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  • Writer's picturethe traveling yogi

Does practicing yoga lead to results?

Updated: Jan 16

I was recently asked this question by a friend of mine who is helping me with an ad campaign for my yoga business. More specifically, she asked me to think about why people would hire me and what results would they get from working with me? As an example, she added - a person looking to lose weight and get fit would perhaps seek the services of a personal trainer. Ergo, what services would you be providing your clientele as a yoga teacher? I must say, these questions had stopped me in my tracks and I started to think: Why would a person practice yoga anyway? What could yoga do for them? Lastly, as a yoga teacher - what could I do for them?


To answer these questions I started spewing the benefits of doing yoga. NOTE: I took this directly off of the first page of my website - the traveling yogi.


The above benefits are true. Yoga is a proven and effective way to help with all of these things, but for some reason, this answer did not seem good enough. The word "results" stuck with me and it prompted me to dig deeper. When thinking of the result of practicing yoga, the word value came to my mind. What is the value of yoga? What value do I have as a yoga teacher? What value am I bringing to my clients?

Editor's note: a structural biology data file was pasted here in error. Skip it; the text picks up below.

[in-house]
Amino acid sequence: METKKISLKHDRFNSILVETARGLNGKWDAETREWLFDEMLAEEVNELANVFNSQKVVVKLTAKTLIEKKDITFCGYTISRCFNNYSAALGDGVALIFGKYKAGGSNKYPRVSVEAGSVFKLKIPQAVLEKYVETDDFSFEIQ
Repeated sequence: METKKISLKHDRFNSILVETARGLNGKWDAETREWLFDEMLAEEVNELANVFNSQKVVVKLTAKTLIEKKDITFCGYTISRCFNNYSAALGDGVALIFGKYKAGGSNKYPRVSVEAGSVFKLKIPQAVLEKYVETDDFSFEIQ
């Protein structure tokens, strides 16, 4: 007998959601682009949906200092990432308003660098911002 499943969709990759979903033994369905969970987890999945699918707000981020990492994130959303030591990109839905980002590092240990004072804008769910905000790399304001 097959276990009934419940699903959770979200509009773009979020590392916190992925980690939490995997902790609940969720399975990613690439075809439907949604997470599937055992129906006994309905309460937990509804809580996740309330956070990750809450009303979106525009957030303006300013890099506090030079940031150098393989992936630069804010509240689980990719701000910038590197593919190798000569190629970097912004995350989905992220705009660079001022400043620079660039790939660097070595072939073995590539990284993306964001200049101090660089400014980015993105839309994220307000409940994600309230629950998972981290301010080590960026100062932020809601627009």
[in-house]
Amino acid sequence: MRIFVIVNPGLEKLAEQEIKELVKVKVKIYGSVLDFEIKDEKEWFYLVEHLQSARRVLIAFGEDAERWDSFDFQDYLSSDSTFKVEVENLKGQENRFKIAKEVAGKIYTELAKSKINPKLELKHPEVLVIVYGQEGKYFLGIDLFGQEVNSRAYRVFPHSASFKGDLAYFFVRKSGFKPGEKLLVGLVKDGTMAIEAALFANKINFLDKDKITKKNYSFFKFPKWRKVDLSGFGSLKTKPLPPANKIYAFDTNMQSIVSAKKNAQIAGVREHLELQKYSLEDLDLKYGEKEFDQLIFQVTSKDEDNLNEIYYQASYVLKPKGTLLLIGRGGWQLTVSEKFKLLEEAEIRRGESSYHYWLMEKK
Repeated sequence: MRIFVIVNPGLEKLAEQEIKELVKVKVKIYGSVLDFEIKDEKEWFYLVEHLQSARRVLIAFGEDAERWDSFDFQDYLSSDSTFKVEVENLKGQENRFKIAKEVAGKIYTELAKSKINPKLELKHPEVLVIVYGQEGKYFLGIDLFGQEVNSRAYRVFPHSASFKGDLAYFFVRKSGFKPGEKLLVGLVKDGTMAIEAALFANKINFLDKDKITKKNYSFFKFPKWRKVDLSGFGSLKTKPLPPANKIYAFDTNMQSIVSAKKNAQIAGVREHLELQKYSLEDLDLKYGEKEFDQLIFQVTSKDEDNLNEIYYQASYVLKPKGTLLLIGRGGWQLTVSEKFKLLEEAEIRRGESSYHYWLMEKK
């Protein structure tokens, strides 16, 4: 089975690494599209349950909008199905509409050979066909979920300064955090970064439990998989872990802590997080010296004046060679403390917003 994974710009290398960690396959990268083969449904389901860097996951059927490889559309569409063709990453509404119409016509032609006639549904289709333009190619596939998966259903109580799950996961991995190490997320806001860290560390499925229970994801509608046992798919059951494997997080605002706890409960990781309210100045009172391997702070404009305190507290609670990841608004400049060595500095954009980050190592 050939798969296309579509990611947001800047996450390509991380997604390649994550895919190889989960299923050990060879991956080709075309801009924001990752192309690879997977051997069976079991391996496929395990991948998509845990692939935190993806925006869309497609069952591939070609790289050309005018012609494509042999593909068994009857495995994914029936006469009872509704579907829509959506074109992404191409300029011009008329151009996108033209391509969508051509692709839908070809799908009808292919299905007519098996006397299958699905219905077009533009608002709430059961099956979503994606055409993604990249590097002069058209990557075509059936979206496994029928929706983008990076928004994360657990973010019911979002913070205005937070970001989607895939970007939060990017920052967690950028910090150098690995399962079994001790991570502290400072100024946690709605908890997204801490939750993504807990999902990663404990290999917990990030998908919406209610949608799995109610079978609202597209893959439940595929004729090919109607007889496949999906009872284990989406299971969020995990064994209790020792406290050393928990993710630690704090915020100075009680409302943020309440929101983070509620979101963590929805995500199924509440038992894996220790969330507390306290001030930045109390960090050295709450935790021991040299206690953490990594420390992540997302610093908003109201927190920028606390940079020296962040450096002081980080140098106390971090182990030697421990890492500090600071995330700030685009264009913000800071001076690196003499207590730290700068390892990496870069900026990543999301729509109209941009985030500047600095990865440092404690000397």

I found the following definition of the word value on the internet.


So, referring to words in the above definition: Is yoga important? Does yoga have "merit" "worth" and "usefulness"? Should yoga be placed in high regard and is it deserving of one's time? My vote would be ---- YES! ABSOLUTELY YES!


I will try to describe my experience with yoga as best I can by putting my thoughts in a nutshell, so to speak. I would say that practices in yoga such as mindful movement, meditation, and relaxation act as a vehicle for organic change. What I mean by the words "organic change" is change without the struggle. Yoga has helped me to transform. Yoga and all of its sister practices have helped me to learn about myself and then, more importantly, to accept myself. Yoga is teaching me to just be me. Yoga has taught me self acceptance and self-compassion. Yoga is continuously teaching me that I am enough, that I do enough, and that I have enough. I have more ability to see my thoughts for what they are and to sit and feel my not so great emotions. The result being, I am far less reactive than I used to be.

Yoga has seeped into every part of my life. It has changed how I eat and how I exercise. It has changed how I spend my time. It has changed my relationships with my husband, children, and friends. I like to say that I am a work in progress, as we all are, but yoga has provided me with so many tools that I think I may not have had without it. Now, I admit, there are more factors involved and responsible for my growth. I also recognize that there are plenty of people who attain these things without having the practice of yoga in their lives. But in my experience and in my opinion, yoga has been a catalyst for self-knowledge, growth, inner peace, hope, self-esteem, self-acceptance, and fulfillment.


So, to answer questions like: What does yoga do for me? What results do I get from yoga? My answer would be EVERYTHING.


With regard to the value of yoga -- for me - yoga is invaluable. In other words, yoga is absolutely necessary (in my life).


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